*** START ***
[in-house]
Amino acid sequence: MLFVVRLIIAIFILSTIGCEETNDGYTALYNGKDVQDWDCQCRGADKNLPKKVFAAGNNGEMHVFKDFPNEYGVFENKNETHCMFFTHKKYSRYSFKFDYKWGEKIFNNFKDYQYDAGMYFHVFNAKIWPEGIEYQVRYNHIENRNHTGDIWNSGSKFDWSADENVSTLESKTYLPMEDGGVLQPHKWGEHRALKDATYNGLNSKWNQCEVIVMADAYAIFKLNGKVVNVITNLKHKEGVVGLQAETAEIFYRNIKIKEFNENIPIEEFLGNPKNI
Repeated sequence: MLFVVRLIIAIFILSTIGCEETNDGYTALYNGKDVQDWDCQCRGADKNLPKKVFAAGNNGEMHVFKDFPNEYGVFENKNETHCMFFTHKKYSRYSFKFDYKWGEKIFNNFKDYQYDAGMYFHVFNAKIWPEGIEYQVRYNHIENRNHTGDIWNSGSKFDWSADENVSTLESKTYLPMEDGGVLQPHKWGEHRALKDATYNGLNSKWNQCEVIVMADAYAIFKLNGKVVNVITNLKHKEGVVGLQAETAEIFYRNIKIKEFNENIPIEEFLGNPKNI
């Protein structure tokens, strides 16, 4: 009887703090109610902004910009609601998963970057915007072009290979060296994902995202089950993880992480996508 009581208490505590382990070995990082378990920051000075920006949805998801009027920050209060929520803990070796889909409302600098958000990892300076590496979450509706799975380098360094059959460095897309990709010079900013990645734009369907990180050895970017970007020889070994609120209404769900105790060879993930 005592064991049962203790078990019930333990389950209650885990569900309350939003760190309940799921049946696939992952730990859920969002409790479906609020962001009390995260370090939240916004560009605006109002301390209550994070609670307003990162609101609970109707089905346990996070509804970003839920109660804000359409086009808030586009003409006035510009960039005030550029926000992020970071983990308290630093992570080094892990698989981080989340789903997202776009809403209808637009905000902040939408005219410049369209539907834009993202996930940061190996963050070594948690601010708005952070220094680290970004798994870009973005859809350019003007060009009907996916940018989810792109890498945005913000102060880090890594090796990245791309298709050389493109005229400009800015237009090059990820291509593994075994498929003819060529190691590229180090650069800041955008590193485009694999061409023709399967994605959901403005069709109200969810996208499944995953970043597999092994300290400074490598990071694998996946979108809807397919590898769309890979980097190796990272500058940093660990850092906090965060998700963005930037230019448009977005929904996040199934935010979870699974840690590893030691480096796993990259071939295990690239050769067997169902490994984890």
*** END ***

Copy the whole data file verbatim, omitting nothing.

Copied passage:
[in-house]
Amino acid sequence: MLFVVRLIIAIFILSTIGCEETNDGYTALYNGKDVQDWDCQCRGADKNLPKKVFAAGNNGEMHVFKDFPNEYGVFENKNETHCMFFTHKKYSRYSFKFDYKWGEKIFNNFKDYQYDAGMYFHVFNAKIWPEGIEYQVRYNHIENRNHTGDIWNSGSKFDWSADENVSTLESKTYLPMEDGGVLQPHKWGEHRALKDATYNGLNSKWNQCEVIVMADAYAIFKLNGKVVNVITNLKHKEGVVGLQAETAEIFYRNIKIKEFNENIPIEEFLGNPKNI
Repeated sequence: MLFVVRLIIAIFILSTIGCEETNDGYTALYNGKDVQDWDCQCRGADKNLPKKVFAAGNNGEMHVFKDFPNEYGVFENKNETHCMFFTHKKYSRYSFKFDYKWGEKIFNNFKDYQYDAGMYFHVFNAKIWPEGIEYQVRYNHIENRNHTGDIWNSGSKFDWSADENVSTLESKTYLPMEDGGVLQPHKWGEHRALKDATYNGLNSKWNQCEVIVMADAYAIFKLNGKVVNVITNLKHKEGVVGLQAETAEIFYRNIKIKEFNENIPIEEFLGNPKNI
């Protein structure tokens, strides 16, 4: 009887703090109610902004910009609601998963970057915007072009290979060296994902995202089950993880992480996508 009581208490505590382990070995990082378990920051000075920006949805998801009027920050209060929520803990070796889909409302600098958000990892300076590496979450509706799975380098360094059959460095897309990709010079900013990645734009369907990180050895970017970007020889070994609120209404769900105790060879993930 005592064991049962203790078990019930333990389950209650885990569900309350939003760190309940799921049946696939992952730990859920969002409790479906609020962001009390995260370090939240916004560009605006109002301390209550994070609670307003990162609101609970109707089905346990996070509804970003839920109660804000359409086009808030586009003409006035510009960039005030550029926000992020970071983990308290630093992570080094892990698989981080989340789903997202776009809403209808637009905000902040939408005219410049369209539907834009993202996930940061190996963050070594948690601010708005952070220094680290970004798994870009973005859809350019003007060009009907996916940018989810792109890498945005913000102060880090890594090796990245791309298709050389493109005229400009800015237009090059990820291509593994075994498929003819060529190691590229180090650069800041955008590193485009694999061409023709399967994605959901403005069709109200969810996208499944995953970043597999092994300290400074490598990071694998996946979108809807397919590898769309890979980097190796990272500058940093660990850092906090965060998700963005930037230019448009977005929904996040199934935010979870699974840690590893030691480096796993990259071939295990690239050769067997169902490994984890």